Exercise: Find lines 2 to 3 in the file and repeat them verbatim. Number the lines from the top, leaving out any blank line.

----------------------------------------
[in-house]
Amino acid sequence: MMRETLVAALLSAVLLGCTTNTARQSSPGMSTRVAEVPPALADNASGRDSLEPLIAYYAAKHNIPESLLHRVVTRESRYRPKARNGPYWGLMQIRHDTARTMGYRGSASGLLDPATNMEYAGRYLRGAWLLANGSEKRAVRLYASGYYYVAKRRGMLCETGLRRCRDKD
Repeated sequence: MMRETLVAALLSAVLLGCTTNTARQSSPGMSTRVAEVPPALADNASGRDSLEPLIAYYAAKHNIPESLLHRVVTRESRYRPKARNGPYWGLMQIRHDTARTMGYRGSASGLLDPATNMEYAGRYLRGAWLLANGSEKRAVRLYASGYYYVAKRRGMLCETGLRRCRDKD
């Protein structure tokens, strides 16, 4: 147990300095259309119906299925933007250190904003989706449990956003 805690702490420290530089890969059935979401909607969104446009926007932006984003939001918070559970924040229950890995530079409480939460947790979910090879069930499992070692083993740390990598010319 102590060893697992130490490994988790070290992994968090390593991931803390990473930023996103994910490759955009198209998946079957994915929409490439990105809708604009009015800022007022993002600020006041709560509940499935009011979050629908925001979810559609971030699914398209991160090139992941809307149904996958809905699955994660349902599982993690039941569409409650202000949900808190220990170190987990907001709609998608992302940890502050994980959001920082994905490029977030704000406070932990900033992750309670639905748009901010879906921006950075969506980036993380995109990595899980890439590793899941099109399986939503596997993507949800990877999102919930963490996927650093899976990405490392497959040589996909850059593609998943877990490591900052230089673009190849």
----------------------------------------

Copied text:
Amino acid sequence: MMRETLVAALLSAVLLGCTTNTARQSSPGMSTRVAEVPPALADNASGRDSLEPLIAYYAAKHNIPESLLHRVVTRESRYRPKARNGPYWGLMQIRHDTARTMGYRGSASGLLDPATNMEYAGRYLRGAWLLANGSEKRAVRLYASGYYYVAKRRGMLCETGLRRCRDKD
Repeated sequence: MMRETLVAALLSAVLLGCTTNTARQSSPGMSTRVAEVPPALADNASGRDSLEPLIAYYAAKHNIPESLLHRVVTRESRYRPKARNGPYWGLMQIRHDTARTMGYRGSASGLLDPATNMEYAGRYLRGAWLLANGSEKRAVRLYASGYYYVAKRRGMLCETGLRRCRDKD